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Mobility limitation 20 percent more likely if low Vitamin K1 – May 2019

Vitamin K Status and Mobility Limitation and Disability in Older Adults: The Health, Aging, and Body Composition Study

The Journals of Gerontology: Series A, glz108, https://doi.org/10.1093/gerona/glz108
M Kyla Shea, PhD Stephen B Kritchevsky, PhD Richard F Loeser, MD Sarah L Booth, PhD

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Vitamin K has been implicated in chronic diseases associated with increased risk for mobility disability, such as osteoarthritis and cardiovascular disease. However, the association between vitamin K status and mobility disability is unknown. Therefore, we examined the association between vitamin K status and incident mobility disability in the Health, Aging, and Body Composition Study.

Plasma phylloquinone (vitamin K1) was categorized as <0.5, 0.5–<1.0 and ≥1.0 nmol/L (n = 1,323, 48% male). Plasma ucMGP, which increases when vitamin K status is low, was measured in 716 participants and categorized into tertiles. Mobility limitation and disability, defined as two consecutive semiannual reports of having any or a lot of difficulty walking a one-fourth mile or climbing 10 steps without resting, were assessed over a median 6–10 years of follow-up. Multivariate Cox proportional hazard models were used to evaluate the association between vitamin K status and incident mobility limitation and disability.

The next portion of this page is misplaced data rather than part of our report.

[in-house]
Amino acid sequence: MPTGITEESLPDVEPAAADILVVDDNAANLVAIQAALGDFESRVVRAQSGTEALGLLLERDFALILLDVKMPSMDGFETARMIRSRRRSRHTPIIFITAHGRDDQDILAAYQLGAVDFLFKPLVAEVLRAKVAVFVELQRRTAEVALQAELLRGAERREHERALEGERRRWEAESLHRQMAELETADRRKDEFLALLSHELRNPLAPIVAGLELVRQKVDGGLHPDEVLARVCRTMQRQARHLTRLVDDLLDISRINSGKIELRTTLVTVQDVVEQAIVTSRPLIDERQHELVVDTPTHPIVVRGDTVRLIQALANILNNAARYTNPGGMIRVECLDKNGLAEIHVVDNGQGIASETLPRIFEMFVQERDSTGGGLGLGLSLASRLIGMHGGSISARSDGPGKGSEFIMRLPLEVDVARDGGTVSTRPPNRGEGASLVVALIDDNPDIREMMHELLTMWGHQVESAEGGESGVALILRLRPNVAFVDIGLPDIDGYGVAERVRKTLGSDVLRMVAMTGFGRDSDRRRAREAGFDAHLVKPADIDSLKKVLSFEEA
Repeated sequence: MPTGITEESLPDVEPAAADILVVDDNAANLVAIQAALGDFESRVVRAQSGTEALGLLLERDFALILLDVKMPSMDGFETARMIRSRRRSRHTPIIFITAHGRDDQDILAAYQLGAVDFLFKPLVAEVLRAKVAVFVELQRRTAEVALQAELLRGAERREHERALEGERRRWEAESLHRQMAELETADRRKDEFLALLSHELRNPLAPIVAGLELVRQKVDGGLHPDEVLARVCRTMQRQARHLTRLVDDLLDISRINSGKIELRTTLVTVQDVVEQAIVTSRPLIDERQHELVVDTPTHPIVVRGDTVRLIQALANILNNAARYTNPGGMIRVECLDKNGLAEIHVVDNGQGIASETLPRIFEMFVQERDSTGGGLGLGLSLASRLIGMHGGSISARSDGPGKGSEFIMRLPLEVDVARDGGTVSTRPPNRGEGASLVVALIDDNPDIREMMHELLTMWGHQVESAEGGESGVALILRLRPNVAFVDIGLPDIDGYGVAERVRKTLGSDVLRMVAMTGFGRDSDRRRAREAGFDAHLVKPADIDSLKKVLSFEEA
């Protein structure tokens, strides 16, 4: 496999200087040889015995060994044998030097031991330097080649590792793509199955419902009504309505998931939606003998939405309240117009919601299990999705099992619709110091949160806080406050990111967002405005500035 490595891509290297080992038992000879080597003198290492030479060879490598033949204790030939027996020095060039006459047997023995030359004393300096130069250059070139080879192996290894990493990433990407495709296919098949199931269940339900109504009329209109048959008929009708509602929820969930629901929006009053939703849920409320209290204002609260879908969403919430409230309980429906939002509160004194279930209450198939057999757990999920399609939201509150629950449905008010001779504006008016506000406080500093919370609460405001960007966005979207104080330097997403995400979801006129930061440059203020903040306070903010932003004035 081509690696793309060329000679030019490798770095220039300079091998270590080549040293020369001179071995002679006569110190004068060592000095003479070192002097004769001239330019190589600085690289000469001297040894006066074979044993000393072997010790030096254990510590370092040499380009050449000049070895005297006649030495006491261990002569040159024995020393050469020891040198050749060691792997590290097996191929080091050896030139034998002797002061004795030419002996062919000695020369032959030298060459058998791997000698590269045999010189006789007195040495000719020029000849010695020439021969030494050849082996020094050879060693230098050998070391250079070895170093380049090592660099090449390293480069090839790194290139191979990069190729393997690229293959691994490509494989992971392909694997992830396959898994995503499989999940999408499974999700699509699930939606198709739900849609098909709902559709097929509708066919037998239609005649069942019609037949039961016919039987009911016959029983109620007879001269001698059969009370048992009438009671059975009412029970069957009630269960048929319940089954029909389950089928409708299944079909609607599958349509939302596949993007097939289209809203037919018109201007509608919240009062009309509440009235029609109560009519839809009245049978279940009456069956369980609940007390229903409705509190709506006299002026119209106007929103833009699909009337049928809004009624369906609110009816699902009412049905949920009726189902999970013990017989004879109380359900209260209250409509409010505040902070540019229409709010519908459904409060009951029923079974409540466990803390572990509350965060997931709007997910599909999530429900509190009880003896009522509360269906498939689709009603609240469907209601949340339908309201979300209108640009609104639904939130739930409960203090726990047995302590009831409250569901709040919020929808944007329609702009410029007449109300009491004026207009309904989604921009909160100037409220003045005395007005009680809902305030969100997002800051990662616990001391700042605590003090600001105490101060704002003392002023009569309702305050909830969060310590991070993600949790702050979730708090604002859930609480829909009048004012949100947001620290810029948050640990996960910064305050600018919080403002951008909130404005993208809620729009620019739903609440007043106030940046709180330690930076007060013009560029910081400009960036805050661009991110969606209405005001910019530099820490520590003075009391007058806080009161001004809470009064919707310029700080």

Participants with plasma phylloquinone less than 0.5 nmol/L were more likely to develop mobility limitation and disability compared to those with at least 1.0 nmol/L (adjusted HR (95% CI)

  • mobility limitation: 1.27 (1.05–1.53);
  • disability: 1.34 (1.01–1.76)).

After further adjustment for knee pain, the associations were partially attenuated (HR (95% CI) mobility limitation: 1.20 (0.99–1.45); disability: 1.26 (0.96–1.67)). Plasma ucMGP was not associated with incident mobility limitation, but was nonlinearly associated with incident mobility disability (HR (95% CI), compared to tertile 1: tertile 2 = 1.64 (1.19–2.27), tertile 3 = 1.17 (0.83–1.66), fully adjusted).

Our results suggest vitamin K may be involved in the disablement process in older age. Future studies are needed to confirm our findings and clarify the underlying mechanism.

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